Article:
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arkitekte last won the day on September 15 2015

arkitekte had the most liked content!

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About arkitekte

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    San Antonio, TX

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  1. arkitekte

    Nashville International Airport

    As someone who lived in Memphis for a while and did some design work on FedEx facilities at MEM, I'm always amazed at their operation there; it's quite impressive.
  2. arkitekte

    CBD/SoBro/RutledgeHill/Rolling Mill Hill Projects

    Are you saying it's comical that this is a historic district for the simple fact that it's a historic district, or comical due to the lack of strict guidelines that would prevent additions? I'm not being difficult, I just want to follow your post as you meant. As far as building collapses, there's probably additional structure that's added for some. Most of these historic buildings were over engineered anyways when originally constructed. The purpose of most historic districts and the office that enforces the historic design guidelines (and the commission that approved non-administrative requests) is to usher appropriate modifications and designs to historic structures, not deny them outright (occasionally there is a request that is denied, but that's not to say that with modifications to the design it wouldn't be approved). I agree that Lower Broadway (or w/e the local district's name is) has gone a bit overboard, but not due to the additions, the signage is what annoys me. The addition shown above isn't bad in it's form and massing - it's the window opening/door opening proportions that don't relate to the historic structure that make no sense.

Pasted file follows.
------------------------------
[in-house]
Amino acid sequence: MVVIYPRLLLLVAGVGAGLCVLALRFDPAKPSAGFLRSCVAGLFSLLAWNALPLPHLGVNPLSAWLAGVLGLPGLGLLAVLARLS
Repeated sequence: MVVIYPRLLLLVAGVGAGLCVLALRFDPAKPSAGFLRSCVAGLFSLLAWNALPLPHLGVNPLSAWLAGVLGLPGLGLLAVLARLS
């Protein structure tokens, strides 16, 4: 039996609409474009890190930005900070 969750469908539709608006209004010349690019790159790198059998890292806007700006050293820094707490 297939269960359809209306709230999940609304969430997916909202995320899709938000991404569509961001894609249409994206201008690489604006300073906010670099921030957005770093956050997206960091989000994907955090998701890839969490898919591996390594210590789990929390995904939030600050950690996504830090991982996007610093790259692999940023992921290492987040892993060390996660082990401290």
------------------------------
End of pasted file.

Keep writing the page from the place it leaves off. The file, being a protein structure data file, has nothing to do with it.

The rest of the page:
3. I'm taking this as pure sarcasm, because the Tower Life building here is one of the best pre-war skyscrapers in this country outside of NYC and Chicago. (I thought this before I moved to SA...ha!)
  4. arkitekte

    JW Marriott - 385' - 34 Floors

    I partially think the scaffolding might be there for location/installation of mechanical equipment on top of the existing concrete structure/mechanical penthouse and after installation it will be removed. I just can't think of a reason why additional steel and spandrel glass would be installed without a functioning purpose (just the boring, practical part of my mind thinking out loud). With that being said, I'm hoping that they are adding another level - this thing looks great and will look even better with an additional 15 to 20 feet in height.
  5. arkitekte

    Marriott Tri-Brand, 21 Stories, 486 Rooms, $137 million

    I'm starting to feel more comfortable about the the facade depth and fenestration patterns on this one; at least on the side facade shown in the last picture. The other facades are going to rely on cladding materials - let's hope it's not EIFS. Someone not as lazy as me care to look back to see what was specified?
  6. arkitekte

    JW Marriott - 385' - 34 Floors

    I wouldn't be surprised if they held that for future hotel space development; whether it's in 5 or 10 years.
  7. arkitekte

    Repurposed/revitalized historical buildings in Nashville

    I don't understand the obsession with painting brick; it's trendy, tacky and not healthy for the masonry. HGTV and Pinterest strike again.
  8. I like this as well. I'm really excited to see a bit more information on materials and detailing of those materials. This adds to the already nice density that's formed almost overnight in the area.